Entrepreneurship is widely respected: CFIB

July 25, 2011
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July 25, 2011 - Small businesses earn high respect among Canadians, according to results of a survey issued last week. An overwhelming 94 per cent said they admire entrepreneurs, while 92 per cent would approve of their child or immediate family member starting their own business. 

The study, titled Perspectives on Small Business in Canada, is based on a survey of 1,160 small businesses, and includes a separate general-population survey of 2,028 adult Canadians. The surveys were commissioned through the Angus Reid Forum by the Canadian Federation of Independent Business (CFIB), HP Canada and Intel Canada.

Small business is the second-most respected institution behind farmers, most of whom are small businesses themselves. The survey also found that 95 per cent of Canadians value the products, services and personal attention that they get from a small business. Importantly, an impressive 98 per cent of Canadians surveyed say small business is important to Canada's future.

"Across the country, Canadians realize the importance of small business and the strong impact they have on the economy," said Doug Bruce, vice-president, Research, CFIB.  "Ninety-four per cent of Canadians agree that small business is vital to their community. Providing employment locally, meeting the unique needs of the community, and donating goods and services are top ways they contribute."

However, the survey also brought to light a number of challenges facing entrepreneurs, with a full 71 per cent of Canadians saying they do not believe there is strong enough emphasis on entrepreneurship as a career option in schools. The survey also found that despite the respect that Canadians have for small business, 83 per cent feel that governments undervalue entrepreneurs. And, when asked why they are not going into business for themselves, the biggest barrier was the lack of money (57 per cent), followed by the amount of risk involved (40 per cent) and uncertainty about the success of the business (36 per cent).

Increased investment in technology helps small businesses save time, money

 Among small business owners and employees surveyed, 69 per cent of less-established small businesses (those operating 10 years or less) indicated that they are planning to increase their operations in the next three years.  Forty-three per cent indicated that increased investment in technology would help their business achieve its overall goals; of these respondents, 67 per cent believe that increased investment in technology would help them save time and money.  Other benefits cited from increased technology include improving access to information (64 per cent), helping to remain competitive (58 per cent) and promoting innovation (48 per cent).  Eighty-one per cent of business owners felt that investments in technology matched or exceed their expectations.

"The survey results really speak to the importance of investing in technology as part of a business' long-term growth strategy," said Elaine Mah, business marketing manager, Intel Canada. "Technology is being seen as a key enabler for innovation and productivity among small- and medium-sized businesses."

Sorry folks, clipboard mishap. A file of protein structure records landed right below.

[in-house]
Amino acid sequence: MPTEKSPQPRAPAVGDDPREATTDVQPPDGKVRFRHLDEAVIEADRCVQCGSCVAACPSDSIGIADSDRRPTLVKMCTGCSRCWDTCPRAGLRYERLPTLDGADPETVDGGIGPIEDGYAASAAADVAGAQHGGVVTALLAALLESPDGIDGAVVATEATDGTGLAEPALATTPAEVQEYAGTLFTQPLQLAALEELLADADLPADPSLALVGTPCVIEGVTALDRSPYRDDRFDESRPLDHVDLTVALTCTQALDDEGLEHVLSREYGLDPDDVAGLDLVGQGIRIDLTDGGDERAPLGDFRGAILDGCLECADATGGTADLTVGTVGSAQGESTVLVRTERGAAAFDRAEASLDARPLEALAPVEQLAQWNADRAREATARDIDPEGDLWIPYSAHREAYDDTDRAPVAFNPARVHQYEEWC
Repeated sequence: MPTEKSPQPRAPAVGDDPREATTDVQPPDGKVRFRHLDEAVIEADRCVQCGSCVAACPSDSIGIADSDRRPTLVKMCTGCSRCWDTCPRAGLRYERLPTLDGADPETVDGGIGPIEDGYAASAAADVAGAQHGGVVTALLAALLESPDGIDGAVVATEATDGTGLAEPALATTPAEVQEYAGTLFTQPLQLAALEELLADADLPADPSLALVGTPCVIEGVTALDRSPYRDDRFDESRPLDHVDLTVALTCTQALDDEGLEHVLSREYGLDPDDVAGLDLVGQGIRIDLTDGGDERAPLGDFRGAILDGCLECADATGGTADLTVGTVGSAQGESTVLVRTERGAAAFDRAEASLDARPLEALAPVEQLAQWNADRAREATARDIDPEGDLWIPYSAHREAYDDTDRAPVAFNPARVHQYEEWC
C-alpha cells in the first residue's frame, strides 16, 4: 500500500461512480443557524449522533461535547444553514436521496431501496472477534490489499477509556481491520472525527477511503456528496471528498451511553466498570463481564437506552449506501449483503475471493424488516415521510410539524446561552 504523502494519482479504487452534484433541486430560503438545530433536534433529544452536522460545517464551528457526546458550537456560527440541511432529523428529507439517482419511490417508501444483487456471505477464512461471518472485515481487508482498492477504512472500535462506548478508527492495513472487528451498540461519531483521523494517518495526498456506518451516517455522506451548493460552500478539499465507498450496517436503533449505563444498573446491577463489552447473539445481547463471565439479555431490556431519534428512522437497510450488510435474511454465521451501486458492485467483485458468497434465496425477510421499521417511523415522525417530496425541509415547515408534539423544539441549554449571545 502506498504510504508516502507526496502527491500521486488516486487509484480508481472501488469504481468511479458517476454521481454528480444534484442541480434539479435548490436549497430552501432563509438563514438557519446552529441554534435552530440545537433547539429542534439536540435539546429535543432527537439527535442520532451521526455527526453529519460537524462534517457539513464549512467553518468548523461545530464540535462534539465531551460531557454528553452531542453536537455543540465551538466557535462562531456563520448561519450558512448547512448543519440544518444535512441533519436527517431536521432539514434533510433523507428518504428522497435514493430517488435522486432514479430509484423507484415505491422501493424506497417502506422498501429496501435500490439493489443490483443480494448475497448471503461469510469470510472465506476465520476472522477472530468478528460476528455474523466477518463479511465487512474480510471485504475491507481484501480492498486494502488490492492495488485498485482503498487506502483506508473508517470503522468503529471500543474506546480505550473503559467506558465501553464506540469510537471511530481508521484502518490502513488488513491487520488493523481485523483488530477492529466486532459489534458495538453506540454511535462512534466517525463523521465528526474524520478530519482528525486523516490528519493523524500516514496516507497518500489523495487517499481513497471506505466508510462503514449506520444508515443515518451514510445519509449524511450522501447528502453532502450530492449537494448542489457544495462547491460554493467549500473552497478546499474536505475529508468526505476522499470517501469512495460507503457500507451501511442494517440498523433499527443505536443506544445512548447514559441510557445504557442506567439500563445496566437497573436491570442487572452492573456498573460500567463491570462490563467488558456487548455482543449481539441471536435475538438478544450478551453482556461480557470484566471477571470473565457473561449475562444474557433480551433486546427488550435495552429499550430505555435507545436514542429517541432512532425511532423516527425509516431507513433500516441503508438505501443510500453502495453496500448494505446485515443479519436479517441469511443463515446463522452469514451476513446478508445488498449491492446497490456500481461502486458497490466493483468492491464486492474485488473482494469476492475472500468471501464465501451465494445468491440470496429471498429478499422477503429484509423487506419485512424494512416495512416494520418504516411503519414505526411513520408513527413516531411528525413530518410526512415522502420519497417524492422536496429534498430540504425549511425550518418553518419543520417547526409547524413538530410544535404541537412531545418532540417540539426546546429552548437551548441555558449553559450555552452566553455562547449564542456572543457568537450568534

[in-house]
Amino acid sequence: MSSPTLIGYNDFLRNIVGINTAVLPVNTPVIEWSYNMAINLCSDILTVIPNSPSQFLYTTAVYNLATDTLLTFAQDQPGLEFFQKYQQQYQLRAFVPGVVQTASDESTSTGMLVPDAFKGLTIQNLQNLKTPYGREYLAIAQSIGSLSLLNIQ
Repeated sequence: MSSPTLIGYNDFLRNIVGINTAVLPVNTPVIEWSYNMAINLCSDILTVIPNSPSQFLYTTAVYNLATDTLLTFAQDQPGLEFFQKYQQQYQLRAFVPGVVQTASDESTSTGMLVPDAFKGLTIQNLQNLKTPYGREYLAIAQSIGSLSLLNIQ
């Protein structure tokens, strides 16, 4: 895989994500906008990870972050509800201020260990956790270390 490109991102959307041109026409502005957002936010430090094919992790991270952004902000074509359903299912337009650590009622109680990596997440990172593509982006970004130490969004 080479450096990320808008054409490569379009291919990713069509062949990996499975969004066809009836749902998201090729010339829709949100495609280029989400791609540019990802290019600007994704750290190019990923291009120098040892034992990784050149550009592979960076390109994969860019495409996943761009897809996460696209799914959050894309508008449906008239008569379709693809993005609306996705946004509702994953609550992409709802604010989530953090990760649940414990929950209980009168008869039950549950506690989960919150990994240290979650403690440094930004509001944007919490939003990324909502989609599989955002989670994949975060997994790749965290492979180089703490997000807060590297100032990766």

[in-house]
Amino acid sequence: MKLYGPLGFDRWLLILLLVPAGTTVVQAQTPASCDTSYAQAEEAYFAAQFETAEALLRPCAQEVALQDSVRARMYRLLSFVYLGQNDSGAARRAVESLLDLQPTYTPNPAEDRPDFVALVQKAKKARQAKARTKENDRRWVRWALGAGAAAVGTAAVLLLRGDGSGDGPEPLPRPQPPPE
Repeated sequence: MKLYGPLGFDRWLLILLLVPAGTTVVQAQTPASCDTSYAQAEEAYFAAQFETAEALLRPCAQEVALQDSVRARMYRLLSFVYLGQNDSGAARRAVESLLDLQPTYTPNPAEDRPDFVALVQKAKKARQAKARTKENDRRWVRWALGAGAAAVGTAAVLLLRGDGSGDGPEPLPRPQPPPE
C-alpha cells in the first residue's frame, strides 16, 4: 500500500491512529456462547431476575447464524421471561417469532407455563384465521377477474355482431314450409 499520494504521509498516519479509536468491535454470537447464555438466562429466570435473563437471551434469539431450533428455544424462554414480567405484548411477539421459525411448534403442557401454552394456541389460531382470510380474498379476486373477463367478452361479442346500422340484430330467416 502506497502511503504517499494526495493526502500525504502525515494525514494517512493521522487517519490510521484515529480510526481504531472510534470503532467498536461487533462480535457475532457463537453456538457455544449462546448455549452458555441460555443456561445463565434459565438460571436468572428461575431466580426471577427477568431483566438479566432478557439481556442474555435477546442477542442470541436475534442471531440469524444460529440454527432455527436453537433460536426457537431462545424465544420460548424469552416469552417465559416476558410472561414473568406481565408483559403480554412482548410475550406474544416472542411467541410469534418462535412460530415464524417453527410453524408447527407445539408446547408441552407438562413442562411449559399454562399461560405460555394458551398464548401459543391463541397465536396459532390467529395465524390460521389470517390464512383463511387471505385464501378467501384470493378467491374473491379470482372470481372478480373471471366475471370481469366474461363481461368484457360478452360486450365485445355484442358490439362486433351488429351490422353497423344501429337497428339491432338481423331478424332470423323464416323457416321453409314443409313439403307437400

The survey also found that 76 per cent of Canadian small businesses believe they are currently utilizing technology either at the same level or to a greater extent than their competitors, with just18 per cent saying they use it to a lesser extent.  However, the results are different when it comes to the rate at which small businesses adopt new technologies: just 17 per cent believe they are early adopters while 46 per cent believe they adopt the latest technologies at the same time as their competitors. Thirty per cent say they adopt the latest technology after their competitors, likely waiting to understand how the market will adapt before investing.

"This is interesting when you consider that small businesses also revealed that their top operating challenge is competition, tied with regulation and paper burden at 39 per cent," said Leyland Brown, vice president and general manager, Personal Systems Group, HP Canada. "We know that technology can give a small business a competitive advantage, and these results show us that the majority of small businesses feel they have taken steps to ensure they are using the right technology to address the competition. Most may not see themselves as early adopters, but this data indicates that they are relying on technology to help give them an edge." 

Additional survey findings include:
  • Seventy-nine per cent of Canadians -believe the economy is powered by entrepreneurs.
  • One in five (20 per cent) of Canadians currently own or have owned a small business, while close to half (46 per cent) have given some thought to running their own business.
  • When asked why they started their own business, 60 per cent of owners indicated that they wanted to be their own boss and make their own decisions. Others saw business ownership as an opportunity to make better use of their skills and knowledge (37 per cent), while yet others did it to create more flexibility in their schedule (30 per cent) or for a financial opportunity (30 per cent).
  • Close to half of the small business employees surveyed indicated they wanted to work for the business mostly because they believe in what it is doing (45 per cent). Other factors included having a more flexible work schedule (36 per cent) and having the opportunity to contribute to the business (35 per cent).
  • In terms of operating challenges for small businesses, competition, regulation and paper burden tied for first place (39 per cent). Total tax burden followed closely at 33 per cent.

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